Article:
The Lifespan Cognitive Neuroscience of Aging program began in 2010 to study brain development from the fetal stage to old age. Researchers Jessica Damoiseaux, Ph.D., Noa Ofen, Ph.D., Moriah Thomason, Ph.D., and Director Naftali Raz, Ph.D. use structural and functional MRI to examine normal lifespan changes in the regional brain anatomy, white matter microstructure, iron content and myelination as well as functional connectivity and response to memory tasks. Researchers also examine the effects of dementia, anxiety and behavioral disorders on brain architecture and function. Publications of the researchers in the Lifespan Cognitive Neuroscience Program can be found in major journals,
The Institute of Gerontology at Wayne State University dedicates research in the social and behavioral sciences and cognitive neuroscience to issues of aging and urban health. The four priorities include Research, Education, Outreach, and Partnerships. This mission has remained virtually unchanged for more than a decade.
In 2010-2011, Institute research grant totals reached $6.6 million, the majority of this funding is through the National Institutes of Health. The faculty conduct independent research and work with other university departments, institutes, and centers in collaborative research projects. Institute investigators receive funding from a variety of public and private agencies and foundations and publish their work in a variety of academic journals. The Institute regularly hosts a wide range of seminars, roundtables, colloquia, programs and other events to address relevant aspects of aging.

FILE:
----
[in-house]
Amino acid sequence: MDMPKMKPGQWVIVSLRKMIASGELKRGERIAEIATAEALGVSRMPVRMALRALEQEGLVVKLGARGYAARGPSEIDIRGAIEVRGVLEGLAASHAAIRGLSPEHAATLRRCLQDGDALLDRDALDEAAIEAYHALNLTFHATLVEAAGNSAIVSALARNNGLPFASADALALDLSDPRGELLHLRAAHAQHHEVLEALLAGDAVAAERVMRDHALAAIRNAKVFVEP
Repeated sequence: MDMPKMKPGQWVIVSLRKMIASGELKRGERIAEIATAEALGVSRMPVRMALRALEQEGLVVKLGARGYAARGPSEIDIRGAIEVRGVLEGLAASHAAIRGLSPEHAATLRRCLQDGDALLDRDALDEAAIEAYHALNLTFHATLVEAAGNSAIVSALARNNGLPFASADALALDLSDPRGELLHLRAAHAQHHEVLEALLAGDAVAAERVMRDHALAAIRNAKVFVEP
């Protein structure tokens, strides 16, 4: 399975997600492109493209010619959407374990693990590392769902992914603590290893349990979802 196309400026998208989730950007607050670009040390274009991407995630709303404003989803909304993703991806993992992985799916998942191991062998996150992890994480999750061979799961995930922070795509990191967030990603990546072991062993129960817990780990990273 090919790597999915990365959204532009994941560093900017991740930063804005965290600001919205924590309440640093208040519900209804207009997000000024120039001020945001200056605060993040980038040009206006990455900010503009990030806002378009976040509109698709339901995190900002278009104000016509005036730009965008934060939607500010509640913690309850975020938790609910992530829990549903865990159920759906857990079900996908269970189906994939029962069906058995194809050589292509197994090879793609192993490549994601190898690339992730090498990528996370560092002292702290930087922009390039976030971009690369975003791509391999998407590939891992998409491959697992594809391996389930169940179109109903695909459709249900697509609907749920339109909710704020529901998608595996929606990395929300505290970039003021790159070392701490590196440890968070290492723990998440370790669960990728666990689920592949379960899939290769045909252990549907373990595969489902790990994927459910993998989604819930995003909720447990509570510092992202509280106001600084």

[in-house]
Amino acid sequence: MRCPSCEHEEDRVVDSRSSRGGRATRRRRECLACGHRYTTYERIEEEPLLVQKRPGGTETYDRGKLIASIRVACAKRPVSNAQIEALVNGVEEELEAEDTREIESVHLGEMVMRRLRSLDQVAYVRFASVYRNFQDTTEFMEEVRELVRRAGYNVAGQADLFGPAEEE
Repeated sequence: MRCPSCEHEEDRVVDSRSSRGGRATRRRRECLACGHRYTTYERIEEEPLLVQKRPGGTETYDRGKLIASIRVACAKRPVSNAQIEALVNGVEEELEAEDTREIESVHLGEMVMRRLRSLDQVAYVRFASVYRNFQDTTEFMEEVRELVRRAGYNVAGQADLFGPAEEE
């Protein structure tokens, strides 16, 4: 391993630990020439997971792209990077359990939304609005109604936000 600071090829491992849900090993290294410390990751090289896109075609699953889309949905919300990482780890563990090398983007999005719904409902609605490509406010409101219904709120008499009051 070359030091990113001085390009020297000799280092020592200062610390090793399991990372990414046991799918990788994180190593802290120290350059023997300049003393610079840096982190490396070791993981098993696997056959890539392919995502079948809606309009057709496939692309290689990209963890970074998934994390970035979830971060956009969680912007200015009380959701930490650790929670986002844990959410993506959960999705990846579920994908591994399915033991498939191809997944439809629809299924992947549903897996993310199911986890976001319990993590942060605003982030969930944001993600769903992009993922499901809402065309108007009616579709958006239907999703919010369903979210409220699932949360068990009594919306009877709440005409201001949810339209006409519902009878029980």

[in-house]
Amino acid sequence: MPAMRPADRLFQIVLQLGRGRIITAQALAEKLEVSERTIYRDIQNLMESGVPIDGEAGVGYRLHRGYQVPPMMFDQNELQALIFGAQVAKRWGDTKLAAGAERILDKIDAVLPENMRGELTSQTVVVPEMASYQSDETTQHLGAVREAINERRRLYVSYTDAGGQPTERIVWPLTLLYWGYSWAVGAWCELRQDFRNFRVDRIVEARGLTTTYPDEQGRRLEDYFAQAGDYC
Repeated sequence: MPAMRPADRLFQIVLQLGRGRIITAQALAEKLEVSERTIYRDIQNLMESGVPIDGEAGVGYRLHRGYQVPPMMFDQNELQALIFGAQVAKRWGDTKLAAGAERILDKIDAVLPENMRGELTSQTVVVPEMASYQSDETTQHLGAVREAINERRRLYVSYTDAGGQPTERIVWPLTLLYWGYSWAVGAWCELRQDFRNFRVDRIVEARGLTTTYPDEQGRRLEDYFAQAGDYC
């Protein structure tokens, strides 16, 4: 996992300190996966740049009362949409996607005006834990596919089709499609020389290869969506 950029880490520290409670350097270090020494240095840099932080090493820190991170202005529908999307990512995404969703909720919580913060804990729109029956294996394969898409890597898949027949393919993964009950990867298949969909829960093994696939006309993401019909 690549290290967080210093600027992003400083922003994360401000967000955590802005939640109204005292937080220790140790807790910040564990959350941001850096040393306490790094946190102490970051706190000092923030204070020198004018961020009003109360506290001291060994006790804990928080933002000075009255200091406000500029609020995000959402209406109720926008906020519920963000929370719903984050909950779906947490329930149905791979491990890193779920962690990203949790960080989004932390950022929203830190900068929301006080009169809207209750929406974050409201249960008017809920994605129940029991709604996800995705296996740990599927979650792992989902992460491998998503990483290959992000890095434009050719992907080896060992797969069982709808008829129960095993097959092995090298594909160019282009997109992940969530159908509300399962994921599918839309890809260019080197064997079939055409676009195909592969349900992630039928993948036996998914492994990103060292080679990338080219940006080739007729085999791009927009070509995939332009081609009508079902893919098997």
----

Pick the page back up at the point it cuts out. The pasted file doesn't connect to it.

Institute research covers a wide range of topics on aging and health, most recently:
- Minority Mental Health and Well Being
- Hispanic Community Health Study/Study of Latinos
- Epidemiology of Late-Life Depression and Ethnicity Research (ELLDERS)
- Training OTs to strengthen depression assessment and treatment in older adults
- Disability and Aging
- Downsizing Possessions for Residential Moves in Later Life
- Self-Rated Health and Successful Aging
- Spinal Cord Injury and Self-Rate Health
- Returning Wounded Soldiers to Meaningful Civilian Lives
- Alzheimer's disease
- Financial Gerontology'
- Why Do People Let Their Long-Term Care Insurance Lapse?
- Prospective Predictors of Fraud in Older Adults
- The Tyranny of Compounding Fees: Are Mutual Funds Bleeding Retirement Accounts Dry?
- Long-Run Health Effects of Non-Adherence to Prescribed Medications
- The aging of the population and the demography of older adults
- Social Security, Medicaid, and other public policies related to aging
- Health Care Disparities among Minorities
- Minority health and aging especially in Latinos and Mexican Americans
- Prevalence and treatment of depression
- Aging and health disparities (particularly among minorities living with chronic disease)
Lifespan Cognitive Neuroscience of Aging
- Changes in the brain structure and function between childhood and young adulthood
- The development of basic cognitive abilities, learning and memory from in utero onward
- Effects of brain aging on cognition
- Impact of vascular risk factors on aging of the brain and cognition
- Impact of single nucleotide polymorphisms on aging brain and cognition
The Institute maintains a pool of 1,627 older African American volunteers willing to consider participation in research projects on aging issues. This Participant Research Pool is a function of the Healthier Black Elders Center, a part of the Institute dedicated to reducing the significant disparities in health and mortality between older African Americans and other ethnic groups, especially Caucasians.